by Todd Tesman, Owner of Tesman’s Service Station in Upstate New York
As we progress through the 2016 NY State budget process, the $15 minimum wage proposal is, in my eyes – the pivot point for our upstate economy.
Those of us that see reality in light of the propaganda strewn across our state from a union-provided bus known as the Andrew Cuomo Campaign for Economic Justice, can see this incredibly damaging progressive brainstorm will be the death of small businesses state wide.
Small businesses already struggling to simply keep their heads above water currently see revenues normally used to increase salaries have been completely absorbed to offset the ever increasing costs of health care coverage alone, rising by 12-16% annually and in 2013 bi-annually.
The worst part – The latest policy my small business now has and shares with our 5 full time technicians is abbreviated by our provider as a “POS Plan,” an appropriate abbreviation because that’s exactly what it is, a POS!
High premium, high deductible, high co-pay, yet all we can get our hands on to protect our employees.
I have been in business now for almost 35 years and each year the struggles continue to grow. The state of New York, rated dead last in business-friendliness, has a governor that is now threatening a final blow for those who refuse to relocate to a more friendly neighboring state. A $15 an hour minimum wage will not only kill jobs but entire businesses, from health care providers to lawn care providers. Agriculture and farming industry will bear the largest hit with food service providers right behind.
My business is the automotive repair industry and our challenges have been enormous with major technology advances in the auto industry. Annual software upgrades are twice what basic equipment replacement costs are, with no end in sight. A minimum wage increase of this magnitude will absolutely negatively impact my operation.
Currently, all of my current staff is above the proposed minimum wage, but we will be impacted indirectly as our parts deliveries will be cut by 30% meaning longer customer waiting and loss of productivity. Parts and supplies costs will increase, inventories will decrease and ultimately our hourly rate will rise.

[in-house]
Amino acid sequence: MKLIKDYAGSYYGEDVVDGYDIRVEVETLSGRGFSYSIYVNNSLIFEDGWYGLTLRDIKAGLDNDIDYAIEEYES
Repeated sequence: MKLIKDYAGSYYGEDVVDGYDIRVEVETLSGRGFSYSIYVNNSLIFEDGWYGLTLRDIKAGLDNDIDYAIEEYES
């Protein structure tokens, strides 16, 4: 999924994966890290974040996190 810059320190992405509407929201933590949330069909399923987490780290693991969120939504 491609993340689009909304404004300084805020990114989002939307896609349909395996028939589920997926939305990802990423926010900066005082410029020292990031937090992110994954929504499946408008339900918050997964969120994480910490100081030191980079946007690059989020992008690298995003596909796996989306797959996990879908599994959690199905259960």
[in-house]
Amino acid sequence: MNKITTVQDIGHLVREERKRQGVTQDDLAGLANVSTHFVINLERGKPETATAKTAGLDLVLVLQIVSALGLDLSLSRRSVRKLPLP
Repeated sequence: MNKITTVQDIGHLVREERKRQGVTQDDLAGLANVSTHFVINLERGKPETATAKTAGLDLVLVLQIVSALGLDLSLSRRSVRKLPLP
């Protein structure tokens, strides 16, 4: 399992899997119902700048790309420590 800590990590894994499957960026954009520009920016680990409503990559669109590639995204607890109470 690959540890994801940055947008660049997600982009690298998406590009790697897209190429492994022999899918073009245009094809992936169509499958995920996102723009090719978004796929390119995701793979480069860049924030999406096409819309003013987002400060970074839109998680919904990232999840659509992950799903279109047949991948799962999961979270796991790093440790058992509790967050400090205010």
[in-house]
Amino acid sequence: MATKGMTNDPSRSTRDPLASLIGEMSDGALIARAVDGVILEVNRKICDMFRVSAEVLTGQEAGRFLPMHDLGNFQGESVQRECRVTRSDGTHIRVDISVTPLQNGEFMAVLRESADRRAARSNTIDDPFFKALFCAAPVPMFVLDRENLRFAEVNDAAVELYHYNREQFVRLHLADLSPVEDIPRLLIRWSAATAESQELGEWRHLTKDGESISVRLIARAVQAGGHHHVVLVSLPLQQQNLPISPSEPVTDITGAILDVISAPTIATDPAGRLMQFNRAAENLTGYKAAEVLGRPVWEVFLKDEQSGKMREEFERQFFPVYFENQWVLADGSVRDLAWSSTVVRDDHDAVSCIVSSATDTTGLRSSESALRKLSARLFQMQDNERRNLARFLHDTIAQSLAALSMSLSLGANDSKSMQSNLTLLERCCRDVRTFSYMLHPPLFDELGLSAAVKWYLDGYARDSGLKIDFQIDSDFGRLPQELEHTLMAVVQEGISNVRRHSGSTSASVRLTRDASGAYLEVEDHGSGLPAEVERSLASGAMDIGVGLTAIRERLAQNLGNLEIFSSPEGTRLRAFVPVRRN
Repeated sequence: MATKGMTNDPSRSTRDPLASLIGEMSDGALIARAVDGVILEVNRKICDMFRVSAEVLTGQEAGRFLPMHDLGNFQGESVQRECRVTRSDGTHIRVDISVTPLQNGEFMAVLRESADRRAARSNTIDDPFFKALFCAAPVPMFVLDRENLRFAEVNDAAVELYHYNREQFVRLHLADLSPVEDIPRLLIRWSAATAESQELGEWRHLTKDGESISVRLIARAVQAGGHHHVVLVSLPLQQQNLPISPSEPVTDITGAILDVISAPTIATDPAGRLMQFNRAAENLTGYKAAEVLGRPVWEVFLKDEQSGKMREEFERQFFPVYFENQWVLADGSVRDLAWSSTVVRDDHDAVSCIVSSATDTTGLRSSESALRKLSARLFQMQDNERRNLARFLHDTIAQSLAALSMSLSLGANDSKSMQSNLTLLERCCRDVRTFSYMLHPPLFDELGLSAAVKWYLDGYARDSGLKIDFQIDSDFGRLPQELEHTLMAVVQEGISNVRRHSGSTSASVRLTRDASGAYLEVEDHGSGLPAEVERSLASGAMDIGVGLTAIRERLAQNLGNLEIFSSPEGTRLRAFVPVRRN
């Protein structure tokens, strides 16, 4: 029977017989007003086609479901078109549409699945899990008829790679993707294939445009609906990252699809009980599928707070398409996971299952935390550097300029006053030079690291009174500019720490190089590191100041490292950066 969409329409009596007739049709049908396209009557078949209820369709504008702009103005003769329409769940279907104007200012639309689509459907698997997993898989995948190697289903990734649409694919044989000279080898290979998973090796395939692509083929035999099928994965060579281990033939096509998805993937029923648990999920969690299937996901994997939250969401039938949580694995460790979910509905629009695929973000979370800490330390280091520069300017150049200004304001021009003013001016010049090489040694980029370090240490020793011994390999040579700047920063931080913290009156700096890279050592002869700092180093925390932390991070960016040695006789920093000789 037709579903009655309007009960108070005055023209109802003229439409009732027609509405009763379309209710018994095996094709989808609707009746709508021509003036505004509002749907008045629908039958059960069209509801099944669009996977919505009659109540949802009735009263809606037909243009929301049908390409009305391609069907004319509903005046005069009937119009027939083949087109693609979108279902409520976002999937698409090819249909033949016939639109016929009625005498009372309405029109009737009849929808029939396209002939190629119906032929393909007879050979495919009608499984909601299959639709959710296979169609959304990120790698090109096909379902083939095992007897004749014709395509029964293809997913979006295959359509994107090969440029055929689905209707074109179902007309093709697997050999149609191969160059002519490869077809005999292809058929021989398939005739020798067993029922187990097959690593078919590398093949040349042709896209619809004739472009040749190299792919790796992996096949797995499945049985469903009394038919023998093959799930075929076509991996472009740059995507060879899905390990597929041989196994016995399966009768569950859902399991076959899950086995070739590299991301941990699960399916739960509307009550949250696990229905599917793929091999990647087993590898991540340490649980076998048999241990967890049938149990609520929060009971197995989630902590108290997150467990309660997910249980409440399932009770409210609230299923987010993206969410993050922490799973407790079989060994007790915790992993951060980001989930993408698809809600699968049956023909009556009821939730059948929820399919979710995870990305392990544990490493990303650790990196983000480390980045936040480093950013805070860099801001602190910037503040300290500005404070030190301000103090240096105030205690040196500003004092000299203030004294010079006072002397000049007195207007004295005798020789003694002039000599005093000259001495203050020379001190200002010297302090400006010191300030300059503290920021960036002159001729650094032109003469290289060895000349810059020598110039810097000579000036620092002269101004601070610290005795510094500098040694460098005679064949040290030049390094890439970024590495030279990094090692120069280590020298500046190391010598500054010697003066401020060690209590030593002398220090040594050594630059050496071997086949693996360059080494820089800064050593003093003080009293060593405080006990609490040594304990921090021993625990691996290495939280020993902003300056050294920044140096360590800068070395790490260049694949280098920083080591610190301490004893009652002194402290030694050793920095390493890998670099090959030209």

It breaks my heart but for the last seven years we have made all the cuts possible to lessen the burden on our incredibly loyal customer base and our staff with the patience of saints. There is only one option left, and as usual the working class will pay the price.
A quick story of another loss that no one seems to see, is a young kid who works down in back. A father came in one day and asked a favor.
“Do you have anything for my kid over the summer to keep him out of trouble?” he asked.
I reply, “OK, send him up and we will interview him.”
He’s a good kid – Had to pull up his pants, take his hat off, comb his hair and show up on time for his interview, not knowing his father was in earlier. He passed his first test and/or lesson in entering the work force and I hired him at $10 per hour as he did have “some” experience working with tools. I took my best tech and said “take this kid and teach him how to work” which removes him from a productivity level, a cost no one considers. The kid learned quick, was polite and on time – A simple gesture has become an investment to our community.
The following summer guess who’s back. The kid wants another summer job so I hire him again. This year, it’s $12 an hour because he had learned quickly and forgot very little. Took the same tech and said “pick up where you left off.” Another investment in the community and gave a kid down in back an opportunity to test drive a skill that later turned into a career.
So now the “kid down in back” who struggled through our public school system, took the advice and the initiative to attend a 2 year automotive program at our local Hudson Valley Community College. He worked at my shop part time while finishing the automotive program. A few months after graduating, he didn’t stay with us but rather, went to work for a neighboring business in our area to repair and service heavy equipment. His passion.
My point is at minimum wage, business owners can take gambles, invest valuable time and resources in “the kid down back” and have no regrets in doing so. Yes there were costs. The technician taken from the productivity line and moved to train an entry level, untrained, unskilled young adult with no clue where his future will be and left for employment elsewhere 6 months later. A significant cost no one considers but an investment in my community worth every penny invested!
That is another simple example of what small business owners can do … but not at a $15 minimum wage.